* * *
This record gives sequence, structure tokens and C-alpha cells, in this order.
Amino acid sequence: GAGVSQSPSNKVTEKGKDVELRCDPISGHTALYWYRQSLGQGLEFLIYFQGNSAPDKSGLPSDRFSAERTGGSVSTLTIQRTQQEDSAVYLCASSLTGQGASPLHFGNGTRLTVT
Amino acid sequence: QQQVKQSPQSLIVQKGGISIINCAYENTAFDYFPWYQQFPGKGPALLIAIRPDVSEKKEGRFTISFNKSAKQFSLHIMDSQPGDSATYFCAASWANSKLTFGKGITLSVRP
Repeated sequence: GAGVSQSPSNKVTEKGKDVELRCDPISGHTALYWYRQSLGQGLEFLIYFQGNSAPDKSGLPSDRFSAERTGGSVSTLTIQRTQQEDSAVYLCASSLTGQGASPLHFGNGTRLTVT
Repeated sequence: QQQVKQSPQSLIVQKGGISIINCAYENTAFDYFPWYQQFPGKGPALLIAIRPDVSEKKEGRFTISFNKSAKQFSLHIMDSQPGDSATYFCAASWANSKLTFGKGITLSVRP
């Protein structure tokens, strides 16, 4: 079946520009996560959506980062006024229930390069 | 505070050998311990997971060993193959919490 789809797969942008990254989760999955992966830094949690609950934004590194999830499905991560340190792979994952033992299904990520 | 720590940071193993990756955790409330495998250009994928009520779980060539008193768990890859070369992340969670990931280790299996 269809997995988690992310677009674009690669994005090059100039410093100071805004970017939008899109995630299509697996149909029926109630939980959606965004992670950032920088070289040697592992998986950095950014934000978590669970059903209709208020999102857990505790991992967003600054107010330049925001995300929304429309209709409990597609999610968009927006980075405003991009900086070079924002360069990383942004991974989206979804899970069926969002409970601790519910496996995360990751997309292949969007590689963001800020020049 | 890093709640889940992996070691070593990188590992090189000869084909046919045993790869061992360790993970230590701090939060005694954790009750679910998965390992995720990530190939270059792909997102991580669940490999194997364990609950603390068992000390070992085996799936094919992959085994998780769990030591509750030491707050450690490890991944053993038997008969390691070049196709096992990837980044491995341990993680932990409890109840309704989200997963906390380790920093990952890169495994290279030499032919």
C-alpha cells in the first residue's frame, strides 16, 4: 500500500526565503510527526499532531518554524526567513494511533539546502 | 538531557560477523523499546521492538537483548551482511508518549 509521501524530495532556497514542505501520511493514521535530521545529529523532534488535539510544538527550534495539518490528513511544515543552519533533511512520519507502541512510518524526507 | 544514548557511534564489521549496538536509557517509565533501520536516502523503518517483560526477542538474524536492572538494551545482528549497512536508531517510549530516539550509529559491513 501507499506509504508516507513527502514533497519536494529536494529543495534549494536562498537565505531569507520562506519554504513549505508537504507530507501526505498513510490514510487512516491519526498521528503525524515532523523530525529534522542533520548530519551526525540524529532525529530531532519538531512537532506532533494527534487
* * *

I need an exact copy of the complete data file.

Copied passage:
This record gives sequence, structure tokens and C-alpha cells, in this order.
Amino acid sequence: GAGVSQSPSNKVTEKGKDVELRCDPISGHTALYWYRQSLGQGLEFLIYFQGNSAPDKSGLPSDRFSAERTGGSVSTLTIQRTQQEDSAVYLCASSLTGQGASPLHFGNGTRLTVT
Amino acid sequence: QQQVKQSPQSLIVQKGGISIINCAYENTAFDYFPWYQQFPGKGPALLIAIRPDVSEKKEGRFTISFNKSAKQFSLHIMDSQPGDSATYFCAASWANSKLTFGKGITLSVRP
Repeated sequence: GAGVSQSPSNKVTEKGKDVELRCDPISGHTALYWYRQSLGQGLEFLIYFQGNSAPDKSGLPSDRFSAERTGGSVSTLTIQRTQQEDSAVYLCASSLTGQGASPLHFGNGTRLTVT
Repeated sequence: QQQVKQSPQSLIVQKGGISIINCAYENTAFDYFPWYQQFPGKGPALLIAIRPDVSEKKEGRFTISFNKSAKQFSLHIMDSQPGDSATYFCAASWANSKLTFGKGITLSVRP
């Protein structure tokens, strides 16, 4: 079946520009996560959506980062006024229930390069 | 505070050998311990997971060993193959919490 789809797969942008990254989760999955992966830094949690609950934004590194999830499905991560340190792979994952033992299904990520 | 720590940071193993990756955790409330495998250009994928009520779980060539008193768990890859070369992340969670990931280790299996 269809997995988690992310677009674009690669994005090059100039410093100071805004970017939008899109995630299509697996149909029926109630939980959606965004992670950032920088070289040697592992998986950095950014934000978590669970059903209709208020999102857990505790991992967003600054107010330049925001995300929304429309209709409990597609999610968009927006980075405003991009900086070079924002360069990383942004991974989206979804899970069926969002409970601790519910496996995360990751997309292949969007590689963001800020020049 | 890093709640889940992996070691070593990188590992090189000869084909046919045993790869061992360790993970230590701090939060005694954790009750679910998965390992995720990530190939270059792909997102991580669940490999194997364990609950603390068992000390070992085996799936094919992959085994998780769990030591509750030491707050450690490890991944053993038997008969390691070049196709096992990837980044491995341990993680932990409890109840309704989200997963906390380790920093990952890169495994290279030499032919």
C-alpha cells in the first residue's frame, strides 16, 4: 500500500526565503510527526499532531518554524526567513494511533539546502 | 538531557560477523523499546521492538537483548551482511508518549 509521501524530495532556497514542505501520511493514521535530521545529529523532534488535539510544538527550534495539518490528513511544515543552519533533511512520519507502541512510518524526507 | 544514548557511534564489521549496538536509557517509565533501520536516502523503518517483560526477542538474524536492572538494551545482528549497512536508531517510549530516539550509529559491513 501507499506509504508516507513527502514533497519536494529536494529543495534549494536562498537565505531569507520562506519554504513549505508537504507530507501526505498513510490514510487512516491519526498521528503525524515532523523530525529534522542533520548530519551526525540524529532525529530531532519538531512537532506532533494527534487